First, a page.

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Oldest black hole found, and it may solve a cosmic mystery

Astronomers found the most distant black hole ever detected in X-rays (in a galaxy dubbed UHZ1) using the Chandra and Webb space telescopes. X-ray emission is a telltale signature of a growing supermassive black hole. This result may explain how some of the first supermassive black holes in the universe formed. These images show the galaxy cluster Abell 2744 that UHZ1 is located behind, in X-rays from Chandra and infrared data from Webb, as well as close-ups of the black hole host galaxy UHZ1.  (NASA)
By Joel Achenbach Washington Post

Two NASA space telescopes teamed up to scrutinize a distant galaxy and discovered something mind-boggling: a gargantuan black hole inside a galaxy that’s more than 13 billion years old. The “supermassive” object – hailed as the oldest black hole yet confirmed – has roughly the same mass as all the stars in that galaxy combined.

The discovery, published Monday in the journal Nature Astronomy, may help solve a cosmic mystery about supermassive black holes, which appear to have taken up residence in baby galaxies in the earliest era of the universe, not long after the big bang.

Black holes come in two varieties: stellar mass and supermassive. This is fairly self-explanatory. The stellar mass black holes might be roughly 10 to 100 times the mass of our sun. A supermassive black hole, a term without an ounce of hype, can be many millions or even billions of times heftier.

The residency of such monstrous black holes in the cores of virtually all galaxies – including our own – has fascinated astrophysicists, in part because their origin is unclear. The new report can’t fully resolve the issue, but it makes a strong case that at least for one galaxy, named UHZ1, the supermassive black hole didn’t grow gradually, but rather was supermassive from the get-go.

The report leveraged data from both the Chandra X-Ray Observatory and the James Webb Space Telescope. This is cosmic archaeology, using ancient light in the X-ray and infrared portions of the spectrum.

Chandra, in Earth’s orbit, has been studying the universe since it was launched in 1999. JWST, the newest member of the space telescope fleet in a solar orbit roughly a million miles from Earth, was launched on Christmas Day 2021. As an infrared telescope, it has enabled astronomers to look deeper into space and further back in time, collecting light from an era soon after the first stars began illuminating the universe and forming galaxies.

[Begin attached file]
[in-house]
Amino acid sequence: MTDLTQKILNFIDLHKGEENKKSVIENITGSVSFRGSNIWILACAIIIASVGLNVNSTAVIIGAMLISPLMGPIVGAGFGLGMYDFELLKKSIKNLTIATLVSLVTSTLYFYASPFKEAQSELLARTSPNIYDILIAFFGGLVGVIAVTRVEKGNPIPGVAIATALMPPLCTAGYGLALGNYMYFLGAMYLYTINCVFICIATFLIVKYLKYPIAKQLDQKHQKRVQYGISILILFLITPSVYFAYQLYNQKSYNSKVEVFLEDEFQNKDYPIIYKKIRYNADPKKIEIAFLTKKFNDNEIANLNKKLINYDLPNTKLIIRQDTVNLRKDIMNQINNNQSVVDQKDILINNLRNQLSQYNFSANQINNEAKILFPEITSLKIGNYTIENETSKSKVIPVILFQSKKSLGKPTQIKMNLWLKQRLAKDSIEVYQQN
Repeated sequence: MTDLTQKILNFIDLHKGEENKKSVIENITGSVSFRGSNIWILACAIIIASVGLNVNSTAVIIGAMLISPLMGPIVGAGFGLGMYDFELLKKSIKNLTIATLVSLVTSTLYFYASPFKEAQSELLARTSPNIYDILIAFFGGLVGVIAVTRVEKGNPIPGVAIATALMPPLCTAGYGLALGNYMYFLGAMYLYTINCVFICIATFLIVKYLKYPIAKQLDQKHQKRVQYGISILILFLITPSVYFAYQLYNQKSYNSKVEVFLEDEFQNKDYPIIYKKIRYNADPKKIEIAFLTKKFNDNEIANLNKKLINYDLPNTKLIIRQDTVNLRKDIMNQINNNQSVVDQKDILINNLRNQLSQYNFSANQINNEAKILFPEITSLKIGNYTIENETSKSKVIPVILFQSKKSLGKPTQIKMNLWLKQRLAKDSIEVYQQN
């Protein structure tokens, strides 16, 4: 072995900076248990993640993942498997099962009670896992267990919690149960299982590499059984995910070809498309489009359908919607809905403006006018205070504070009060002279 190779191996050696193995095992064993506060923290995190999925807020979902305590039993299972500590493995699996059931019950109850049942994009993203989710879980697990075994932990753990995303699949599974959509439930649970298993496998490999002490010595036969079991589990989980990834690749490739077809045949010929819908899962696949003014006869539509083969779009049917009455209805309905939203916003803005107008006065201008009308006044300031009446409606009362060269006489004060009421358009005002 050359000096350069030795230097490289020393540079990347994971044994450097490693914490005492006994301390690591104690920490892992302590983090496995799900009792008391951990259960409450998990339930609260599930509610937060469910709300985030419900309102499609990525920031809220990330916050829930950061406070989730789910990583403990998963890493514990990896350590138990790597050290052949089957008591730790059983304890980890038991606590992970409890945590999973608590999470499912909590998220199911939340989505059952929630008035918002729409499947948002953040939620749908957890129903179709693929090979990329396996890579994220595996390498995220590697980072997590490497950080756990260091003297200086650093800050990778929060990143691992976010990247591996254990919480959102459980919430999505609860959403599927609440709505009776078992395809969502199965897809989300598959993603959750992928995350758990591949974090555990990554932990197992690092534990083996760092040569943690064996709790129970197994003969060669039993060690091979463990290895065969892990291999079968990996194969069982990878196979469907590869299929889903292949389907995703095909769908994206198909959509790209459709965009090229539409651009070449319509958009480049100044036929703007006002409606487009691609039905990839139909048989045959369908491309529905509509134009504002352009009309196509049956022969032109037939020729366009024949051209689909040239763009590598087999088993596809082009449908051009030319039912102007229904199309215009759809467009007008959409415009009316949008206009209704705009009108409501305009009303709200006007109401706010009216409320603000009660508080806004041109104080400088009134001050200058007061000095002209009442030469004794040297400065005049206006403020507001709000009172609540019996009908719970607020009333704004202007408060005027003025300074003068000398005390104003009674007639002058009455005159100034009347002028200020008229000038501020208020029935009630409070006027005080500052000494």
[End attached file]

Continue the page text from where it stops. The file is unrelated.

The light from UHZ1 was emitted 13.2 billion years ago, about 470 million years after the big bang. The observations, according to the new paper, show that the supermassive black hole at its core has roughly the same mass as the entire galaxy – “which is absolutely crazy,” said lead author Akos Bogdan, an astrophysicist at the Harvard-Smithsonian Center for Astrophysics.

Theorists have mulled two competing theories for the origin of supermassive black holes, known as light seed vs. heavy seed. In the light seed theory, a star will collapse into a stellar mass black hole and grow over time until it reaches supermassivity (which is not actually a word, but should be).

But in the heavy seed theory, a tremendous cloud of gas, rather than an individual star, does the consequential collapsing. There is no puny phase: As the cloud condenses and gravity does its work, the black hole forms at a supermassive scale.

“In this case, we can say with certainty that the black hole came from a heavy seed,” Bogdan said. “It is a pretty big deal.”

It’s just one galaxy, though, and thus one data point, so it won’t by itself resolve the debate.

“It’s not really possible to extrapolate from this single source to the whole galaxy population,” said Zoltan Haiman, a professor of astronomy and physics at Columbia University who studies early galaxies and was not part of the new report.

Haiman said the heavy seed model may include the formation, within the collapsing cloud, of a single gigantic star, which then collapses further into the black hole.

This is at once esoteric stuff and at the same time essential to the scientific understanding of how the universe came to look the way it does today. The Webb telescope was designed in large measure to probe deep into the early years of the universe and see what’s there.

More galaxies are coming under scrutiny, and it now appears that jumbo black holes will be foundational in the unfolding story.